Most buildings are unique, but the processes used to manage, design, and document them are mostly the same – or should be.  These practices are open to improvement, and in many cases, drastic improvement.

Architectural production practices should not be confused with assembly line manufacturing as we are not making identical widgets.  Project delivery typically entails managing a lot of subjectivity as we are working with people and organizations.  Nonetheless, much can be learned by observing the thinking behind good manufacturing procedures and applying the ideas and practices to the more repetitious aspects of our practice.

Buildings and the documents that describe them (whether electronic or on paper) are an "Organized Complexity", consisting of overlapping building systems and components, logically arranged and coordinated with each other.  Well-designed processes can aid in the planning, design, integration, and quality documentation of building systems and make the deliverables easier to understand and follow.

Ideas -

  • Develop well thought out methods for getting work done rapidly and consistently with accuracy.  Identify and memorialize productive work methods and then teach your staff.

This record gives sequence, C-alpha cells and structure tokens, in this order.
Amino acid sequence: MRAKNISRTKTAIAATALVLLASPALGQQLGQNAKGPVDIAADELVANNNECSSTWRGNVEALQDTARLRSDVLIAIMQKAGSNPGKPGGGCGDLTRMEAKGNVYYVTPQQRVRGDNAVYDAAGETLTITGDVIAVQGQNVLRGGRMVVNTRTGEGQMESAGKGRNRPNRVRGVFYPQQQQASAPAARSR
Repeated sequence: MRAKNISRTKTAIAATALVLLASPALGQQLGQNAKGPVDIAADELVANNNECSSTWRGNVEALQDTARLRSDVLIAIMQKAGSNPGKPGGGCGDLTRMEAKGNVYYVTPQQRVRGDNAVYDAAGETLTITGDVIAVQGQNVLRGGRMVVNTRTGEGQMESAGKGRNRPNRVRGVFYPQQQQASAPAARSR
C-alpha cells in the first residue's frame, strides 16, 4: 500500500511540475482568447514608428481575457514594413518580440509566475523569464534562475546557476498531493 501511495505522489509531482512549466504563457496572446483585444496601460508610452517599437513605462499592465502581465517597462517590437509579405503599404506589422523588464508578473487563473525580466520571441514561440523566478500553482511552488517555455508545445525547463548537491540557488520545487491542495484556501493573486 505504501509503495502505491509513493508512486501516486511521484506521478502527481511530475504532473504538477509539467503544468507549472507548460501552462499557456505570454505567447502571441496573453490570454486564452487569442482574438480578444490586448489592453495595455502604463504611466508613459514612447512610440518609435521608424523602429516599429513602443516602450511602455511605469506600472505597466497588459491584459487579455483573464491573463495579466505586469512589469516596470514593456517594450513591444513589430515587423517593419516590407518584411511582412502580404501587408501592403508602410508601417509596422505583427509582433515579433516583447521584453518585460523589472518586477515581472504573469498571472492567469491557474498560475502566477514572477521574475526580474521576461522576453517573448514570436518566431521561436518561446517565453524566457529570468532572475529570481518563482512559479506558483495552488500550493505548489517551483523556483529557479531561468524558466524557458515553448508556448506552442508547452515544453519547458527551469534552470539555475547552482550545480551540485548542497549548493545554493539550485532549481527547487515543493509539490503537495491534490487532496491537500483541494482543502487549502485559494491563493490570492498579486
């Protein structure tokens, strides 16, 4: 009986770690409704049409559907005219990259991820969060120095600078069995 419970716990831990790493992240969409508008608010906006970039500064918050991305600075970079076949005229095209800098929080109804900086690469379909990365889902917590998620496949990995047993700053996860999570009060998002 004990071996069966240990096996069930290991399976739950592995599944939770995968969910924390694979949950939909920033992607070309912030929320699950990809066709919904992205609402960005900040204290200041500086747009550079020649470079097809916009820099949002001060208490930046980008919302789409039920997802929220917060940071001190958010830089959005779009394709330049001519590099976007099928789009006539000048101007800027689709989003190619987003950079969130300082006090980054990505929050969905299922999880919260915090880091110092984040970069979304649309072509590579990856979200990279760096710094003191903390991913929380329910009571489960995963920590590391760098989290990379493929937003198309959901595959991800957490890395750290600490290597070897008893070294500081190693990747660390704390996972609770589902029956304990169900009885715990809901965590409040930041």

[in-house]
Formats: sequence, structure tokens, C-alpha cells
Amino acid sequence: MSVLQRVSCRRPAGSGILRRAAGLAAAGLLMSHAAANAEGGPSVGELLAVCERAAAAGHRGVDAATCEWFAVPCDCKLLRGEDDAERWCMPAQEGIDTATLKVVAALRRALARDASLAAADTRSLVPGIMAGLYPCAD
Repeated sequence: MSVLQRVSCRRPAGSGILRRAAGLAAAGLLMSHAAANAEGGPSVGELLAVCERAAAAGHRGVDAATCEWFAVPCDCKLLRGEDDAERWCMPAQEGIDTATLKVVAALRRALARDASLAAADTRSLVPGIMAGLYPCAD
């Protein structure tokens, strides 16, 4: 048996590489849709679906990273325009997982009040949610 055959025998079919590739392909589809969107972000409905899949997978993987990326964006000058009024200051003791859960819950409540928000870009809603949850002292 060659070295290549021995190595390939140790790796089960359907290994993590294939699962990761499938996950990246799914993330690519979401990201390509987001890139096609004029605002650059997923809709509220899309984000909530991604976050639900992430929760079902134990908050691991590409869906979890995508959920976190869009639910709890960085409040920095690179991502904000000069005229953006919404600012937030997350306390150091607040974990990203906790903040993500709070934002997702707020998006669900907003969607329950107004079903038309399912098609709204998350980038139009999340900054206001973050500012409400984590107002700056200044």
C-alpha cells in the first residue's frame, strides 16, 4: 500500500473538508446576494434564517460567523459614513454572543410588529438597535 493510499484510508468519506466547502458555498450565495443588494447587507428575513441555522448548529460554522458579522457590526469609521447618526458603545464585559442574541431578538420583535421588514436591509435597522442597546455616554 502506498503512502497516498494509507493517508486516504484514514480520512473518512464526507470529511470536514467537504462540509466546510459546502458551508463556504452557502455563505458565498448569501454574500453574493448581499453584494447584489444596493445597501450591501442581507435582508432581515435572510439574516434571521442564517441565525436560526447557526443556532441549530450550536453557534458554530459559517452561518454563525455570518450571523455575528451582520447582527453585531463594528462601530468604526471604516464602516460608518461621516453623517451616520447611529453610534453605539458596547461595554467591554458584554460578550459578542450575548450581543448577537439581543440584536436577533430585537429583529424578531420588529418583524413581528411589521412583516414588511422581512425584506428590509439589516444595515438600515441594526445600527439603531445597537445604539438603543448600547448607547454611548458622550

• Create tools that facilitate organized client interaction and information gathering during the design phases and then document it back to them in an attractive, easy to understand format.
  • Utilize prototypical drawing systems to simplify and streamline documentation.  Elements such as partitions, doors, cabinetry, building accessories, and yes, handicapped accessibility clearances can be easily scheduled using drawing methodologies that cover a majority of situations found - with additional notes or drawings for atypical situations only.
  • Building Systems Sheets comprised of well researched and coordinated reference details for roofs, exterior skin systems, stairs, etc., provide a ready resource to be used over and over again.
  • Design buildings that are uncomplicated to construct.  This requires architects and engineers to know about each other’s work as well as how to put building together.  The 1980’s Japanese automakers approached the design, engineering, and manufacturing very differently than their US and European counterparts.  They endeavored to create well designed automobiles that were very straightforward to build.  By utilizing consistent and flexible manufacturing processes and always, always, always looking to improve, their cars became famous for their reliability.
  • Treat consultants as partners.  If you help them to do better work, you only stand to benefit.  An architect’s work is generally perceived as the sum total of the architectural, MEP, Structural and other disciplines.  Understand the information they need and see that they get it in a timely manner.

There is no time savings in thinking through the issues affecting a project but there can be a reduction in the documentation effort.  Mies Van der Rohe famously observed that “Less is More”.  We think of his comments with regards to design, but should also consider their application to document preparation and presentation.